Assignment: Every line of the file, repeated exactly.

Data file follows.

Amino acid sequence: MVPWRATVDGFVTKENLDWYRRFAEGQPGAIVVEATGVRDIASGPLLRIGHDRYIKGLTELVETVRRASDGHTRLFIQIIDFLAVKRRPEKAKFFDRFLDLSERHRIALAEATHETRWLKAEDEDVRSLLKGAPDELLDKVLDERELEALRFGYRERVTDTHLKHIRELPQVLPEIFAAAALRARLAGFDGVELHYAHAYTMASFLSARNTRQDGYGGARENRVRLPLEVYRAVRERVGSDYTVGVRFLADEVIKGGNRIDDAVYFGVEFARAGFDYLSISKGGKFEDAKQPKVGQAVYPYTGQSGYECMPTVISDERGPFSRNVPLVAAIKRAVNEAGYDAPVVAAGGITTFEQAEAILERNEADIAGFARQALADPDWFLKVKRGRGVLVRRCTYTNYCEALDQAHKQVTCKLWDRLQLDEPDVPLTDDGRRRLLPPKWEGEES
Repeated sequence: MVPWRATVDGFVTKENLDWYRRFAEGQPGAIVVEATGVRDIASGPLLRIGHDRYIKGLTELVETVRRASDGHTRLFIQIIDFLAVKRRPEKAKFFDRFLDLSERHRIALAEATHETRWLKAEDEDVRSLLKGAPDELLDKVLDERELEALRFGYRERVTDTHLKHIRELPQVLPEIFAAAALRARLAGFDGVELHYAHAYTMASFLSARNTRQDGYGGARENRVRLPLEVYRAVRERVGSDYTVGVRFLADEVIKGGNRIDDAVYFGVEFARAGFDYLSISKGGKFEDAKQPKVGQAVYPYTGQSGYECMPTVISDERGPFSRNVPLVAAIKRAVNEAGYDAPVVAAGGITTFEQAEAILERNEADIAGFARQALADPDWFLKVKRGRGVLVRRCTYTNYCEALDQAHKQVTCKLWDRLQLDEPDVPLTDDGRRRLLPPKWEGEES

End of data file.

Amino acid sequence: MVPWRATVDGFVTKENLDWYRRFAEGQPGAIVVEATGVRDIASGPLLRIGHDRYIKGLTELVETVRRASDGHTRLFIQIIDFLAVKRRPEKAKFFDRFLDLSERHRIALAEATHETRWLKAEDEDVRSLLKGAPDELLDKVLDERELEALRFGYRERVTDTHLKHIRELPQVLPEIFAAAALRARLAGFDGVELHYAHAYTMASFLSARNTRQDGYGGARENRVRLPLEVYRAVRERVGSDYTVGVRFLADEVIKGGNRIDDAVYFGVEFARAGFDYLSISKGGKFEDAKQPKVGQAVYPYTGQSGYECMPTVISDERGPFSRNVPLVAAIKRAVNEAGYDAPVVAAGGITTFEQAEAILERNEADIAGFARQALADPDWFLKVKRGRGVLVRRCTYTNYCEALDQAHKQVTCKLWDRLQLDEPDVPLTDDGRRRLLPPKWEGEES
Repeated sequence: MVPWRATVDGFVTKENLDWYRRFAEGQPGAIVVEATGVRDIASGPLLRIGHDRYIKGLTELVETVRRASDGHTRLFIQIIDFLAVKRRPEKAKFFDRFLDLSERHRIALAEATHETRWLKAEDEDVRSLLKGAPDELLDKVLDERELEALRFGYRERVTDTHLKHIRELPQVLPEIFAAAALRARLAGFDGVELHYAHAYTMASFLSARNTRQDGYGGARENRVRLPLEVYRAVRERVGSDYTVGVRFLADEVIKGGNRIDDAVYFGVEFARAGFDYLSISKGGKFEDAKQPKVGQAVYPYTGQSGYECMPTVISDERGPFSRNVPLVAAIKRAVNEAGYDAPVVAAGGITTFEQAEAILERNEADIAGFARQALADPDWFLKVKRGRGVLVRRCTYTNYCEALDQAHKQVTCKLWDRLQLDEPDVPLTDDGRRRLLPPKWEGEES